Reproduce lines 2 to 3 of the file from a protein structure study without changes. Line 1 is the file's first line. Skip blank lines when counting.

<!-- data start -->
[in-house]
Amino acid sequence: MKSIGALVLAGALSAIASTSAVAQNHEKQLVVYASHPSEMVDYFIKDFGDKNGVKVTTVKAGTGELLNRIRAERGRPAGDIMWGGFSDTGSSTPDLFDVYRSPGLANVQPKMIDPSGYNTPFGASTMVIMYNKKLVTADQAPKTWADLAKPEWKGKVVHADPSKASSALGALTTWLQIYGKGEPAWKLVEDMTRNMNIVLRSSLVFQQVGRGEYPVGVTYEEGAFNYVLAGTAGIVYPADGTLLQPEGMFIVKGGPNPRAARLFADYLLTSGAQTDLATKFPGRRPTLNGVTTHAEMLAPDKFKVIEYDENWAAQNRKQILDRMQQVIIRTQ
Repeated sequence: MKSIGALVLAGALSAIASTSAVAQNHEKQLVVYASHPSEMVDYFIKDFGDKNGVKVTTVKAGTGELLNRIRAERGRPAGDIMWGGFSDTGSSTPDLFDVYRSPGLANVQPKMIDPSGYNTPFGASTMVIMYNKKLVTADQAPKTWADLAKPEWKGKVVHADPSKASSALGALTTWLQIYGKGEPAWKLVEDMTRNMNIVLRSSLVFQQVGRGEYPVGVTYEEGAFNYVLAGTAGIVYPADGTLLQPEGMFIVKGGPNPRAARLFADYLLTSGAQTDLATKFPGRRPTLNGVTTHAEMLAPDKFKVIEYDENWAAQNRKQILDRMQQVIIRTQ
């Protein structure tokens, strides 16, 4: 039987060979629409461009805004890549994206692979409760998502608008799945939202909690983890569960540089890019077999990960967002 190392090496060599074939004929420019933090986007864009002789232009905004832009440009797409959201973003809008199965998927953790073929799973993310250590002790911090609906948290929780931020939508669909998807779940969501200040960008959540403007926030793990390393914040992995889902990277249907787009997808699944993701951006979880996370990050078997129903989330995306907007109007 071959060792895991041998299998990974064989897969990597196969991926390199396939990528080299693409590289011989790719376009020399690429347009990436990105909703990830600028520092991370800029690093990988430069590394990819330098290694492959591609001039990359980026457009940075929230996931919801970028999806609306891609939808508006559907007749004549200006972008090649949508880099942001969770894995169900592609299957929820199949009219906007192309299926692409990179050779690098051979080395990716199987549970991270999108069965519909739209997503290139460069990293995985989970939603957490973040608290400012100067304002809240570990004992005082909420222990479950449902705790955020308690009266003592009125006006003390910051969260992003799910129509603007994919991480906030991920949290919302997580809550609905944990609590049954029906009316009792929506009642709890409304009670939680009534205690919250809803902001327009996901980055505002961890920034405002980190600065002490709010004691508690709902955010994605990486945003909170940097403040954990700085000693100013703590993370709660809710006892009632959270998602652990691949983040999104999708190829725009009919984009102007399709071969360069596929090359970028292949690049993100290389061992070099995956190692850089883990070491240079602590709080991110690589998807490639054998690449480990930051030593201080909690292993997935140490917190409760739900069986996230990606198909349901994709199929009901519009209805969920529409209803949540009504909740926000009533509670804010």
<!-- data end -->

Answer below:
Amino acid sequence: MKSIGALVLAGALSAIASTSAVAQNHEKQLVVYASHPSEMVDYFIKDFGDKNGVKVTTVKAGTGELLNRIRAERGRPAGDIMWGGFSDTGSSTPDLFDVYRSPGLANVQPKMIDPSGYNTPFGASTMVIMYNKKLVTADQAPKTWADLAKPEWKGKVVHADPSKASSALGALTTWLQIYGKGEPAWKLVEDMTRNMNIVLRSSLVFQQVGRGEYPVGVTYEEGAFNYVLAGTAGIVYPADGTLLQPEGMFIVKGGPNPRAARLFADYLLTSGAQTDLATKFPGRRPTLNGVTTHAEMLAPDKFKVIEYDENWAAQNRKQILDRMQQVIIRTQ
Repeated sequence: MKSIGALVLAGALSAIASTSAVAQNHEKQLVVYASHPSEMVDYFIKDFGDKNGVKVTTVKAGTGELLNRIRAERGRPAGDIMWGGFSDTGSSTPDLFDVYRSPGLANVQPKMIDPSGYNTPFGASTMVIMYNKKLVTADQAPKTWADLAKPEWKGKVVHADPSKASSALGALTTWLQIYGKGEPAWKLVEDMTRNMNIVLRSSLVFQQVGRGEYPVGVTYEEGAFNYVLAGTAGIVYPADGTLLQPEGMFIVKGGPNPRAARLFADYLLTSGAQTDLATKFPGRRPTLNGVTTHAEMLAPDKFKVIEYDENWAAQNRKQILDRMQQVIIRTQ